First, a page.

Procrastination is often confused with laziness, but it is a much more serious problem. The tendency to constantly put off tasks is caused e.g. by overstimulation and is currently the main obstacle to becoming effective at work. How to cope with procrastination? Keep on reading.
Despite expectations, delaying the performance of a task does not provide us with the comfort we’d expect – it becomes a burden that gets heavier and heavier with time or even paralyses us. What can you do to regain the will to fight?
Visualize your goal and the effect of your actions
Procrastination, in any shape or form, is commonly believed to arise from striving for comfort and convenience. Even thought this tendency is not bad in itself and, according to many researchers, it drives progress, it is the main obstacle to reaching maximum productivity in the civilized world. Motivating oneself is the more difficult, the more distanced the goal and the benefit of task completion seem to be. Thus, it is a good idea to start with visualizing the result of the work done. To do so, isolate yourself for a second from external factors and focus entirely on visualizing the sense of satisfaction stemming from achieving your goal. The first attempts will surely not be easy, but with time, you will find out that getting organized becomes easier and easier, the same way your muscles grow as you work out. Most importantly, you need to imagine what you would feel when you complete the task. Your mind will accept this vision as reality, so the execution itself will be much easier.
The majority of us do not realize the level of overstimulation we experience. That is why you need to start eliminating all the distractors surrounding you. It is vital, because your mind acts like a receiver picking up signals at many frequencies at the same time. The more “transmitters” nearby, the more difficult it is to focus. Chatty coworkers, social media notifications, messages from friends and sometimes even radio playing in the background make it difficult or even impossible to focus on working. If you cut yourself off from omnipresent information overload, you have a chance to win. Surely, the fear of missing out on something interesting on Facebook is less scary than a reprimand from your supervisor for not completing your task.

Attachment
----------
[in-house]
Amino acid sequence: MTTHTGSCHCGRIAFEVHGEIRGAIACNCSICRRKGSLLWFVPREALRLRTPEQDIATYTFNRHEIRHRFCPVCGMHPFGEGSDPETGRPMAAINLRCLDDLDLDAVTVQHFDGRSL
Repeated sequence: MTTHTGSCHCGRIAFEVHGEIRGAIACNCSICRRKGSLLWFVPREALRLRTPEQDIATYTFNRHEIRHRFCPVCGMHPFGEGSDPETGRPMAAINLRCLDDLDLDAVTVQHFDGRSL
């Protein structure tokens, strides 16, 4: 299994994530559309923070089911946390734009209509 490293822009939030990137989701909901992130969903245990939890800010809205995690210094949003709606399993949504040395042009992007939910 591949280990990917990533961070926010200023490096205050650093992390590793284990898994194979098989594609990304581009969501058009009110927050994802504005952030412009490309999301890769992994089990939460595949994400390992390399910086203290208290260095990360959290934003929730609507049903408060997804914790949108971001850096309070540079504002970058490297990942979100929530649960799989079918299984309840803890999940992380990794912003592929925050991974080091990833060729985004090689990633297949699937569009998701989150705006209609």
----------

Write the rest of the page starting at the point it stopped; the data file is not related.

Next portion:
– Behaving in a manner that does not disturb others is an unwritten, but inviolable rule at coworking spaces. It is obvious that not everyone can work in hustle and bustle, forcing themselves to stay focused when sitting next to people talking. That is why one of the most commonly mentioned benefits of working from our venues is that we provide separate rooms or conference rooms that can be booked for an entire day to ensure that you can focus on deep work, i.e. working alone. Additionally, anyone may use soundproof phone booths not to disturb their coworkers and, most importantly, to maintain full confidentiality of conversations – explains Marta Kamińska from Solutions.rent.
Focus on one thing at a time
The so-called multitasking, understood as constantly switching between several tasks, is yet another deception of our brain. The change itself absorbs our mind so much that it significantly reduces our focus on the goal at hand. Although working on many projects simultaneously is nothing new, it makes good practice to stick to a time period allocated for one task, according to the Pomodoro technique. Basically, it involves drafting a simple list of tasks and cutting oneself off from all distractors. You work on one item from the list for 25 minutes and then take a 5-minute break. Preferably, spend this time on some physical activity. After the break, you may continue the task or change it. It is important for the said 25 minutes to form an integral whole. In such a period of time, your mind is able to maintain full focus and productivity. Of course, this technique requires rigorous work planning and scrupulous time control. In the beginning, an alarm clock or a timer in your mobile phone may come in handy. The effectiveness of this method will surprise you just after several days of systematic use.
Maybe you’ll find it interesting: 7 ways to remain focused at work
Fighting procrastination involves “hacking” your own mind and there is nothing wrong with that. Humans are driven by the need for immediate reward – visualizing it, cutting oneself off from factors making it difficult to complete one’s work and focusing on one goal to reach it as quickly as possible seems to be the most rational and effective way.
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